Life happens. Weather doesn’t always cooperate. I get that. In the event of an emergency or unavoidable force of nature we can work together to find another date for your portraits. Excessive rescheduling is difficult on both of us and may be cause for the loss of your deposit, but this is very rare.
A typical portrait session is around an hour to an hour and a half. Newborns are an exception with sessions typically ranging from 2-4 hours. Obviously weddings take a bit longer as well.
Of course. Sometimes it’s nice to have an extra set of eyes and a familiar face to help you feel more comfortable in your portraits. This is especially helpful for senior portraits – having a friend, sibling, or parent along for the ride helps you feel more comfortable and get more natural smiles.
I do offer digital images with printing rights. Most of my portrait and wedding collections include the digital files. These are delivered on USB ‘thumb’ drives and include paperwork to allow for printing and sharing for personal use only. Digital files can also be purchased al-a-carte on a per image or full session basis. If you need commercial rights to your images, we can work out an arrangement to fit your needs. While clients may obtain reproduction rights, I will always retain the copyright to my work. If you need a commercial license for any images I’ve taken during your session, we can work together to fit your needs.
A session deposit of $100 is due at the time of booking for portrait sessions and can be applied to the purchase of any portrait collection. Collections currently range from $199 to $599 for portrait sessions and all collections include a wall portrait (either mounted print or canvas) suitable for display in your home. Full service weddings start at $1499 with a $200 deposit required.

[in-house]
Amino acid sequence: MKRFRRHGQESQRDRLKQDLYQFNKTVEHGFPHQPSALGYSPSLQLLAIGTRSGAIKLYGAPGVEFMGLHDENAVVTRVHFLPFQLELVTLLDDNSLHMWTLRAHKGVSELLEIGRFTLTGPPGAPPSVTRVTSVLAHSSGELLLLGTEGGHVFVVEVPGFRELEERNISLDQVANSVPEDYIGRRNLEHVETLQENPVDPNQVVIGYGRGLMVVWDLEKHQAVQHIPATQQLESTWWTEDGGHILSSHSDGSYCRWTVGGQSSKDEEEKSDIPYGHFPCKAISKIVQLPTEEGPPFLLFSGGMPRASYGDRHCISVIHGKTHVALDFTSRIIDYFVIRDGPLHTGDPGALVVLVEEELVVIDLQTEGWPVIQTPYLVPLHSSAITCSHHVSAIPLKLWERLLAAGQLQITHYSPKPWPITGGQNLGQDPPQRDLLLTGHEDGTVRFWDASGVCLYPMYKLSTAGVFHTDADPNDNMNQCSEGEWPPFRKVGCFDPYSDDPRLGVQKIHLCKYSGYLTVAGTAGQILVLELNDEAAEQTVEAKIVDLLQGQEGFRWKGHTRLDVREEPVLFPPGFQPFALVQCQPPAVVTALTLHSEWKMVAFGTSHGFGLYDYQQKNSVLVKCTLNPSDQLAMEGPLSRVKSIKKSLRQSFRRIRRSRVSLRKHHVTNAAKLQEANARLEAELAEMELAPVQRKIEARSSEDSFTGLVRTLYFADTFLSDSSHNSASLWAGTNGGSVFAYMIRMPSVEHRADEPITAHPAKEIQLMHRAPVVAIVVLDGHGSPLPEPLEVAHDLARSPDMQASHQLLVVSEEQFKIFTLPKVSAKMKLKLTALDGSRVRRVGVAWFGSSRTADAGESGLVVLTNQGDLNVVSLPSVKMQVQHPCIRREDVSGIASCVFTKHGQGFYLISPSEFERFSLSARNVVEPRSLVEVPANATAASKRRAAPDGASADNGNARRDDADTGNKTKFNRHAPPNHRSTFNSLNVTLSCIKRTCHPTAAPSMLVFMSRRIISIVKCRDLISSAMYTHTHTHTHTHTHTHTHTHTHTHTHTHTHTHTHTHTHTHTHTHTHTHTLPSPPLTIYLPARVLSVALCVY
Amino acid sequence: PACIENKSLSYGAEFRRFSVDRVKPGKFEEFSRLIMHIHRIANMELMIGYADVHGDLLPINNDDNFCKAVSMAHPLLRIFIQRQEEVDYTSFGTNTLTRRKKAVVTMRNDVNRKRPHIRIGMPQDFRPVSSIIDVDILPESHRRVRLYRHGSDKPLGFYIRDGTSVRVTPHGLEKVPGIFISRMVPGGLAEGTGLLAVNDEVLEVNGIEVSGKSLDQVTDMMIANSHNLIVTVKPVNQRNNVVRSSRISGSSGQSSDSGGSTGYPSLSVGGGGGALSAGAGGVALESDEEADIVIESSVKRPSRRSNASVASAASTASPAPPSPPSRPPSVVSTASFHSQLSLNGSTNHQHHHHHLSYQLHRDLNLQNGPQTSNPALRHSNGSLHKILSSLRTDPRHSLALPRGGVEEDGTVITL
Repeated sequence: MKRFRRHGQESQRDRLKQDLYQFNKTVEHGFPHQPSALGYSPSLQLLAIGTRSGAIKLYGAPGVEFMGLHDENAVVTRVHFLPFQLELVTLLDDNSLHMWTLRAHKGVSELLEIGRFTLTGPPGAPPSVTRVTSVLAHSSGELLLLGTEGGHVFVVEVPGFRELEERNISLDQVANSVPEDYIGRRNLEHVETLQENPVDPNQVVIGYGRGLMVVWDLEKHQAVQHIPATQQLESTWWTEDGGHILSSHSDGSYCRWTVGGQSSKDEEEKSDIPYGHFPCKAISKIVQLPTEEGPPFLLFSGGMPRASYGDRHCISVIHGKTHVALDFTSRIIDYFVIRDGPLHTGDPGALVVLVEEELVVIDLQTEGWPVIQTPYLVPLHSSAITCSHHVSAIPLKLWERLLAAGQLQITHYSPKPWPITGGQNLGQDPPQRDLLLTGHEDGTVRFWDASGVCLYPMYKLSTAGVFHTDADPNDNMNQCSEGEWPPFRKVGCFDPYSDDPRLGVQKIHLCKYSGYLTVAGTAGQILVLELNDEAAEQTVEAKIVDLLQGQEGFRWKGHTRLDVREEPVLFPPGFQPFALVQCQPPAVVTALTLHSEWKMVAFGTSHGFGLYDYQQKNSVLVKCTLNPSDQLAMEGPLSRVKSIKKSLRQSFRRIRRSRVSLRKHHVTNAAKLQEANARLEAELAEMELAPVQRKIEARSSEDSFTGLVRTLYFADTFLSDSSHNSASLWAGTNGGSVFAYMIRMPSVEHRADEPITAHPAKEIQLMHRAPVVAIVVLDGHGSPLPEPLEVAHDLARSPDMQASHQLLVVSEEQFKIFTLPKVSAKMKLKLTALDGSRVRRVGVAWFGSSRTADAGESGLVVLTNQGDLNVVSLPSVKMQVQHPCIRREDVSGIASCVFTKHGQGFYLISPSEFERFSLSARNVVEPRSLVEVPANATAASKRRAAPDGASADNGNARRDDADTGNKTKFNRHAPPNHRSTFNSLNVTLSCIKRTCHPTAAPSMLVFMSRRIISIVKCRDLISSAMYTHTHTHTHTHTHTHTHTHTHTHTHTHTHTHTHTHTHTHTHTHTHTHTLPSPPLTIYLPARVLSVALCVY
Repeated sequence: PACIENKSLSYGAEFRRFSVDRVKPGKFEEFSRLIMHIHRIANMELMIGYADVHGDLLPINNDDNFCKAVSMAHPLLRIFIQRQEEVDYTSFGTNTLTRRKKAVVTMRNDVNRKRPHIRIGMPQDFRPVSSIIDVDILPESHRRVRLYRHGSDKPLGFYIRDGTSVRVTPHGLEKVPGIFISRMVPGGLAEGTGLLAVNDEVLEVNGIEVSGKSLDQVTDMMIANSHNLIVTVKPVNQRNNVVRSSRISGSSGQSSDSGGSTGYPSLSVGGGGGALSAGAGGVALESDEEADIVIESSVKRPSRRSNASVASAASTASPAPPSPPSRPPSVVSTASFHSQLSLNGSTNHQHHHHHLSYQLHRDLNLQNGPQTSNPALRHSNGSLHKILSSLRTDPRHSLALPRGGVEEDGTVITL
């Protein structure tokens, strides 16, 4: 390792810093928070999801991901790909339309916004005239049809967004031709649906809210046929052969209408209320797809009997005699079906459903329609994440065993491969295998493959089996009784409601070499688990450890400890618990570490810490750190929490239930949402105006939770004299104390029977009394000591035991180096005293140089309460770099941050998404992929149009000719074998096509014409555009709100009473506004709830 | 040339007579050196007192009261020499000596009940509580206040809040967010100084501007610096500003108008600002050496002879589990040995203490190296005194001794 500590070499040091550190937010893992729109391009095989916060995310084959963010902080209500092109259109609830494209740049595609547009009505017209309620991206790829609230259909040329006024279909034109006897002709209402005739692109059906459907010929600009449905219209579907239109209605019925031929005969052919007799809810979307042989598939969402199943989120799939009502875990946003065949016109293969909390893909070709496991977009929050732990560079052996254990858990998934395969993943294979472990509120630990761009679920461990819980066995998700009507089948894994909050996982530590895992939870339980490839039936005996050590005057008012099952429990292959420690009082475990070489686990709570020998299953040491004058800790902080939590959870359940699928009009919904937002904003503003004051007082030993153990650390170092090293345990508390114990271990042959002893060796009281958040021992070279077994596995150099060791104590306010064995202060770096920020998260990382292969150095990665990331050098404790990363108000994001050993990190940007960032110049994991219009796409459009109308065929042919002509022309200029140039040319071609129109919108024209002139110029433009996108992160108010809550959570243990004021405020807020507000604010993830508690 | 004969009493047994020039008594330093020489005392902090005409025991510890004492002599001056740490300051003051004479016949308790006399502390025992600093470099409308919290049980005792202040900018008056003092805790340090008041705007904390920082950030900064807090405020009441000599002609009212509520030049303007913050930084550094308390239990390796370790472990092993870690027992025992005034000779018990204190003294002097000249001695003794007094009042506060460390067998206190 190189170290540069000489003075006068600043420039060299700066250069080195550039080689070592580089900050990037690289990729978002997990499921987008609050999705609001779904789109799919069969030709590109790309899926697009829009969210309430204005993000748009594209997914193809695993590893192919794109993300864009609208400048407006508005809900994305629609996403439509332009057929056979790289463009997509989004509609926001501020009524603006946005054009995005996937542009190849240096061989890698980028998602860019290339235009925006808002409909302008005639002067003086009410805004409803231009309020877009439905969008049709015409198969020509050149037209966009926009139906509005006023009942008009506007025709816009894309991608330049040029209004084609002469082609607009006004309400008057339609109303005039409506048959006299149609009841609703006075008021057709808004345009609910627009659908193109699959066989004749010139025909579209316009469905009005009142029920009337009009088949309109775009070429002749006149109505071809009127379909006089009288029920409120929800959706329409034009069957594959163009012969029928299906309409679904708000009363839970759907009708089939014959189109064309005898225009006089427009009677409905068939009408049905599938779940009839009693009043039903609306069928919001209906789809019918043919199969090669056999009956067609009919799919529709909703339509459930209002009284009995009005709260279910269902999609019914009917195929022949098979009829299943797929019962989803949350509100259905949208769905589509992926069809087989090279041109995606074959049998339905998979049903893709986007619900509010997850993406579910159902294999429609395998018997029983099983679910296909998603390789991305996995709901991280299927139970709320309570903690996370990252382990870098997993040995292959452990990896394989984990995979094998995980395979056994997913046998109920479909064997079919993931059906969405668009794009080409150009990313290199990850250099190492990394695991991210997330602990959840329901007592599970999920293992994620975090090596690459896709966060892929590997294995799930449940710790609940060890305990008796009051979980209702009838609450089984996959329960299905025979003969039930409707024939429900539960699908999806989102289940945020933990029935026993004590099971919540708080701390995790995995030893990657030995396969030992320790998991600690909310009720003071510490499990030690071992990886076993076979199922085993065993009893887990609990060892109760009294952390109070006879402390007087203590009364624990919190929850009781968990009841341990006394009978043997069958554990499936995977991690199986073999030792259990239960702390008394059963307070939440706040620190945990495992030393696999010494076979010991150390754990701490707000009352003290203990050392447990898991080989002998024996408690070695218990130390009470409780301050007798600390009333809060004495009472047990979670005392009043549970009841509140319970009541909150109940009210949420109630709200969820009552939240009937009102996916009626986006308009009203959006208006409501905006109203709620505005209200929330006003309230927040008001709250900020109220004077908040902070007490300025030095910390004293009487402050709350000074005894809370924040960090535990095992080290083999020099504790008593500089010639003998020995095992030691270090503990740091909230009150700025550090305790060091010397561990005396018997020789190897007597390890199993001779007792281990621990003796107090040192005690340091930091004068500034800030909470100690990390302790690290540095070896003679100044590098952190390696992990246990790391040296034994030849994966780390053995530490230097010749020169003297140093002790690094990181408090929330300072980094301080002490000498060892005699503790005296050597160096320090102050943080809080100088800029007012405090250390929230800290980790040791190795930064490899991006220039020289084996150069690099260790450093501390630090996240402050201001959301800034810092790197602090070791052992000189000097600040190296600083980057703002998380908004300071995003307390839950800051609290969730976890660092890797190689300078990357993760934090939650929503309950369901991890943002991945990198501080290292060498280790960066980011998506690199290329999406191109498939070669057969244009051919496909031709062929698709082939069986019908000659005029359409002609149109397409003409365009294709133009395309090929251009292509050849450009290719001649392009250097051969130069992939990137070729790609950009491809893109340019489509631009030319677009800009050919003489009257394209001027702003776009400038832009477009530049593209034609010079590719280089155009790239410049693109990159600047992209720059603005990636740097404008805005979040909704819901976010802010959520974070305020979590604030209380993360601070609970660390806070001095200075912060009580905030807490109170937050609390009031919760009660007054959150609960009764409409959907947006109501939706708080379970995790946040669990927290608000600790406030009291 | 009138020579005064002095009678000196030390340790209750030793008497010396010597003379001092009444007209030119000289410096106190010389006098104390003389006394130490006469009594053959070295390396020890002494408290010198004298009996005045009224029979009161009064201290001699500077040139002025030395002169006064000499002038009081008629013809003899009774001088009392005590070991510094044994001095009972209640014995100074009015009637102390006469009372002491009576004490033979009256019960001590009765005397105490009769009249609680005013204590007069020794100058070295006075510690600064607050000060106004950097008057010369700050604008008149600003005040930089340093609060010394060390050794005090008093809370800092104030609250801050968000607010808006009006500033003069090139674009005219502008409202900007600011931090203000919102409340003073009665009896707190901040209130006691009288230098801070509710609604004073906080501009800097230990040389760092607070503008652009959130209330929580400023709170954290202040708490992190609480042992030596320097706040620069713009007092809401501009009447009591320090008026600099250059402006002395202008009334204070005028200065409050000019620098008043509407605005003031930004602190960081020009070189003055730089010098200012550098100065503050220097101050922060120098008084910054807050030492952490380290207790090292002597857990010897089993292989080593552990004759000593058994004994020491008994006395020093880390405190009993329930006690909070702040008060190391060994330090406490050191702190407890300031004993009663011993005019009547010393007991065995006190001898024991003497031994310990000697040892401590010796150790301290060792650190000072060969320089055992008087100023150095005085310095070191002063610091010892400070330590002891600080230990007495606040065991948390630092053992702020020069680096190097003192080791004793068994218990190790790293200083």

I can take cash, check, paypal, and credit card [via ‘square’] payments. A $50 returned check fee will be assessed on any bounced check.
Actually, it’s just the opposite. I highly value the printed image so much that I have discounted my portrait collections to reflect that. I find it sad to think that in this digital age so many pictures are taken and stored on CDs and hard drives never to be seen again – photo albums and framed pictures have been pushed aside to make way for facebook walls, instagram, and other online image sharing tools. I am just as guilty as anyone else in putting off the printing of my images until they are outdated and its time to get new ones – but I also LOVE to see those images on the walls in my home and I love to have my clients display my work in their homes as well. So yes, if you truly don’t want a wall portrait you can purchase the digital images al-a-carte, but you will actually be paying a little bit more.
Ahhh retouching. There are a lot of very powerful tools available to enhance and exaggerate pictures, sometimes beyond recognition. When I edit your images I will do basic retouching, acne removal, and color enhancements. In some cases, at my own discretion, I will further clean up and enhance an image. My goal is to capture the perfect ‘you’ – Not a way over processed version of you. I edit with that goal in mind. If your specific request in more in-depth (head swaps, clothing color changes, excessive slimming, etc.) than my typical editing process I can accommodate for an additional fee. I have changed people into aliens and zombies, removed pounds, opened eyes, swapped heads, erased people from an image, changed the color of objects and clothing, etc… - so, yes, it can be done, but it is often a very time consuming process. If you are interested in these types of enhancements let me know and we can work out a custom quote.
Typically portraits are ready to view within 2 weeks of the date they were taken. Wedding pictures can take up to 8 weeks.